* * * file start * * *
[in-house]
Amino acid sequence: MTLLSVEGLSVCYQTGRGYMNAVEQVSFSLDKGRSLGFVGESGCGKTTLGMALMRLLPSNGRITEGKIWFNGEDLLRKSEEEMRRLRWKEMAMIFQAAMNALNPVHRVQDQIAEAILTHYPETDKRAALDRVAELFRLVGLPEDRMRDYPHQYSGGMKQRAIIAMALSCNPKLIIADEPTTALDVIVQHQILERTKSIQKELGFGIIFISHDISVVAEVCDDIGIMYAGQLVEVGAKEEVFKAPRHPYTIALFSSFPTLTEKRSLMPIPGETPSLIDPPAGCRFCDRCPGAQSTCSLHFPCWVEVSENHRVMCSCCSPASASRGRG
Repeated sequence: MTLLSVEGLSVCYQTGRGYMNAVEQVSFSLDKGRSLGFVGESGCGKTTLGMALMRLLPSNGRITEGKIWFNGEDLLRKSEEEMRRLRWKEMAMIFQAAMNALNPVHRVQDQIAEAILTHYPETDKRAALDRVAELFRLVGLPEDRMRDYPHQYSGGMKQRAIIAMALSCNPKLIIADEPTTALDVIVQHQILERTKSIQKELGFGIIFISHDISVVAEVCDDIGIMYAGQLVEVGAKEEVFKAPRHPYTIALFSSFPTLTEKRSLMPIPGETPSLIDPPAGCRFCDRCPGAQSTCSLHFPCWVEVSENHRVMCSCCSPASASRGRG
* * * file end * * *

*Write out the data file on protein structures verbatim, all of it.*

[in-house]
Amino acid sequence: MTLLSVEGLSVCYQTGRGYMNAVEQVSFSLDKGRSLGFVGESGCGKTTLGMALMRLLPSNGRITEGKIWFNGEDLLRKSEEEMRRLRWKEMAMIFQAAMNALNPVHRVQDQIAEAILTHYPETDKRAALDRVAELFRLVGLPEDRMRDYPHQYSGGMKQRAIIAMALSCNPKLIIADEPTTALDVIVQHQILERTKSIQKELGFGIIFISHDISVVAEVCDDIGIMYAGQLVEVGAKEEVFKAPRHPYTIALFSSFPTLTEKRSLMPIPGETPSLIDPPAGCRFCDRCPGAQSTCSLHFPCWVEVSENHRVMCSCCSPASASRGRG
Repeated sequence: MTLLSVEGLSVCYQTGRGYMNAVEQVSFSLDKGRSLGFVGESGCGKTTLGMALMRLLPSNGRITEGKIWFNGEDLLRKSEEEMRRLRWKEMAMIFQAAMNALNPVHRVQDQIAEAILTHYPETDKRAALDRVAELFRLVGLPEDRMRDYPHQYSGGMKQRAIIAMALSCNPKLIIADEPTTALDVIVQHQILERTKSIQKELGFGIIFISHDISVVAEVCDDIGIMYAGQLVEVGAKEEVFKAPRHPYTIALFSSFPTLTEKRSLMPIPGETPSLIDPPAGCRFCDRCPGAQSTCSLHFPCWVEVSENHRVMCSCCSPASASRGRG